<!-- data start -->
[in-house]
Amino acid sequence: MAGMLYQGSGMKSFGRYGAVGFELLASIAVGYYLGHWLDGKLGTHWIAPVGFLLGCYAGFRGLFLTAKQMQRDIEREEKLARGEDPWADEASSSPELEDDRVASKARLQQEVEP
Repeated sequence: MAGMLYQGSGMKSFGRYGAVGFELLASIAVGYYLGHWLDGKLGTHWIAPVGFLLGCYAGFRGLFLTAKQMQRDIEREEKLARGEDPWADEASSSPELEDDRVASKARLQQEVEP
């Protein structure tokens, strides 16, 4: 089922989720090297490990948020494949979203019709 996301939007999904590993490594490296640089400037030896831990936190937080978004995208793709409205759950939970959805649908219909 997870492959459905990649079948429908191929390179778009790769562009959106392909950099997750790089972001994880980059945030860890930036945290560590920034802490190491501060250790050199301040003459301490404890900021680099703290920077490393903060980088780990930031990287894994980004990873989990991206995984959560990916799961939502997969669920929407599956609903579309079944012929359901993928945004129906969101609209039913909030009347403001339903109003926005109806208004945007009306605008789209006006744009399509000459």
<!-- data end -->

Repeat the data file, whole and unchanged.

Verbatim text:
[in-house]
Amino acid sequence: MAGMLYQGSGMKSFGRYGAVGFELLASIAVGYYLGHWLDGKLGTHWIAPVGFLLGCYAGFRGLFLTAKQMQRDIEREEKLARGEDPWADEASSSPELEDDRVASKARLQQEVEP
Repeated sequence: MAGMLYQGSGMKSFGRYGAVGFELLASIAVGYYLGHWLDGKLGTHWIAPVGFLLGCYAGFRGLFLTAKQMQRDIEREEKLARGEDPWADEASSSPELEDDRVASKARLQQEVEP
């Protein structure tokens, strides 16, 4: 089922989720090297490990948020494949979203019709 996301939007999904590993490594490296640089400037030896831990936190937080978004995208793709409205759950939970959805649908219909 997870492959459905990649079948429908191929390179778009790769562009959106392909950099997750790089972001994880980059945030860890930036945290560590920034802490190491501060250790050199301040003459301490404890900021680099703290920077490393903060980088780990930031990287894994980004990873989990991206995984959560990916799961939502997969669920929407599956609903579309079944012929359901993928945004129906969101609209039913909030009347403001339903109003926005109806208004945007009306605008789209006006744009399509000459």